Our latest blog on the Serverless framework covers the benefits of going serverless and why serverless may prove good for your business.
Owing to its rising popularity, we thought we should give you more insights into the serverless framework besides giving you a quick brush-up from our last blog.
From our previous blog
Globenewswire says that the global Serverless Architecture Market is expected to grow from USD 7,892.67 Million in 2020 to USD 21,912.56 Million by the end of 2025.
- Moves the burden of provisioning and managing run-time environment on to function cloud
- Unlocks teams’ capability, allowing them to focus on what they do best: delivering innovative customer experiences
- Takes away the hassle of managing infrastructure, servers, recovery from downtime, and disaster management, saving both your time and money
- Offers benefits such as cost reduction, scalability, resiliency, and security
Examples of Serverless Frameworks
AWS Lambda, Microsoft Azure Functions, Google Cloud Functions and IBM OpenWhisk are all well-known examples of serverless services offered by the cloud providers.
So, what are we going to talk about today?
In case you are still in the process of determining whether a serverless approach would make sense for your organization, let us take a look at how other companies are leveraging similar strategies for a range of initiatives and how you too can leverage it for your organization.
Slack, a popular, cloud-based business communication platform, uses a serverless application called marbot to send notifications from Amazon Web Services (AWS) to DevOps teams through Slack.
HomeAway relied on Google Cloud Functions to develop an app that allowed users to search and comment on the recommendations of travelers in real-time, even in areas without an internet connection. The cloud services available through Cloud Firestore and Cloud Functions made it possible to set up the infrastructure within minutes and deploy the app in no time.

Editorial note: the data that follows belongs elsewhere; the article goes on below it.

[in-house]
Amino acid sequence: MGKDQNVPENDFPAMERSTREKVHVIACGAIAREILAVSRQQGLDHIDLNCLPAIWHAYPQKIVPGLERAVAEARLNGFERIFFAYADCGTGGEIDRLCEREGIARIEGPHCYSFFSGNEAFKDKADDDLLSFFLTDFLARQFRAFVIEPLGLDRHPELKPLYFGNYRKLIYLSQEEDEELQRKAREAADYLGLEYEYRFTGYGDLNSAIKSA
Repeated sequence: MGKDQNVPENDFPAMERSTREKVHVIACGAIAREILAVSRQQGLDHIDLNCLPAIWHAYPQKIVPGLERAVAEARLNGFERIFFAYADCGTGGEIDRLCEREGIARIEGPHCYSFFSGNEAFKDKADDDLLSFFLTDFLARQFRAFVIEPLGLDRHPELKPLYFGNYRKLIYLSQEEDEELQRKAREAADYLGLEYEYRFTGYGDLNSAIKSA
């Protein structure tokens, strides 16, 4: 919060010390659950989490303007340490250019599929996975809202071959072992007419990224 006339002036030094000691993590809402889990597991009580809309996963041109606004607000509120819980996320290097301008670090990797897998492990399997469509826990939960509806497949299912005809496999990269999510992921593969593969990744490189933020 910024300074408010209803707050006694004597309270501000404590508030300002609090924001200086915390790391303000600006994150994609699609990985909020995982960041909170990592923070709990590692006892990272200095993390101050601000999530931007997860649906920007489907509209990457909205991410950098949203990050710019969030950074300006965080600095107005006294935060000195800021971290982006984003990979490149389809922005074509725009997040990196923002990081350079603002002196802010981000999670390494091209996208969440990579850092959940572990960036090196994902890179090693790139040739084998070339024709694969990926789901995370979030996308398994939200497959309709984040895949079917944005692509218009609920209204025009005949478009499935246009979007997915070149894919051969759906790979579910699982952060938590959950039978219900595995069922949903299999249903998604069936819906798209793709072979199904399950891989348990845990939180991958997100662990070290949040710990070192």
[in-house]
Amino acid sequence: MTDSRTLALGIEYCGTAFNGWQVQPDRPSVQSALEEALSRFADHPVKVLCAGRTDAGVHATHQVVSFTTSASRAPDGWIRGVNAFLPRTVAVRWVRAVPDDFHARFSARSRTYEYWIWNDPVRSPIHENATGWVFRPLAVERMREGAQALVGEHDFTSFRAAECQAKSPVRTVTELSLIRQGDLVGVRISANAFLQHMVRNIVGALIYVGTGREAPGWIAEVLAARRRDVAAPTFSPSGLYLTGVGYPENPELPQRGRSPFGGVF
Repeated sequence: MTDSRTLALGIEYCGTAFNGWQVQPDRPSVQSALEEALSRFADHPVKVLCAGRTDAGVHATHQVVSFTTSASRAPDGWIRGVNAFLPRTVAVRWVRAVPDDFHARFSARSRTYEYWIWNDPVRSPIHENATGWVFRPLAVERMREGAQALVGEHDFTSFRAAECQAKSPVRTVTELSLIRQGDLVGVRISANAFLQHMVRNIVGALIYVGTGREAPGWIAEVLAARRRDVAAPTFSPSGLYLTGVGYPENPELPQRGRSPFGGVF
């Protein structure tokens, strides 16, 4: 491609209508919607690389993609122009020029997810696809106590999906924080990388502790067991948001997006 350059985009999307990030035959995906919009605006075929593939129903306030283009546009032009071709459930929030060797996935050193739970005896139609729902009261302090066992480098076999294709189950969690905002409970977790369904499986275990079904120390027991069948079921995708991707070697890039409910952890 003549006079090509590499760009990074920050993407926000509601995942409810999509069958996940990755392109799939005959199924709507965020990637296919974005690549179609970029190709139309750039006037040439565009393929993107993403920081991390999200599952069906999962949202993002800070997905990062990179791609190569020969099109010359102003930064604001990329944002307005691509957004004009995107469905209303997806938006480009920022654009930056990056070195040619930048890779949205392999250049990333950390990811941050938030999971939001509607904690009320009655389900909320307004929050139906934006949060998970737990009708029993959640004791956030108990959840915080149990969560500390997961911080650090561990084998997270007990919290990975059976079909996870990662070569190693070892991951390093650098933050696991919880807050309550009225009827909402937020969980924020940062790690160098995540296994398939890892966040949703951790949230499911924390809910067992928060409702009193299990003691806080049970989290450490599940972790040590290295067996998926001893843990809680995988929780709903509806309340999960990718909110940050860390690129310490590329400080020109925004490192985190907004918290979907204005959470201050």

GreenQ, a waste management company used IBM OpenWhisk to create an IoT platform that uses hardware installed on garbage trucks to collect key metrics such as pickup time, location, and load weight. The auto-scaling available through serverless was particularly valuable due to the fluctuation of infrastructure demands based on the number of customers and trucks at any given time.
Soft drink giant Coca-Cola has enthusiastically embraced serverless after its implementation in vending machines resulted in significant savings. Since vending machines must communicate with headquarters for inventory and marketing purposes, the ability to pay per request rather than operating at full capacity had a substantial impact on reducing costs.
Netflix has relied on AWS to help scale infrastructure and meet customer demand for years. AWS Lambda proved to be a key component of the company’s initiatives to root out inefficient processes and reduce errors.
As a web and mobile app engagement company, Localytics needs to be able to support and manage billions of data points each day from various mobile apps on the company’s software. Localytics uses AWS to send billions of data points each month, which ultimately end up in an Amazon Kinesis stream. Lambda scales up and down as the load requires, and each new feature functions independently as a microservice.
While a serverless approach won’t work for every scenario, it can certainly free up resources and provide greater flexibility in the right context.
Looking for more on how and where to integrate serverless into your IT strategy?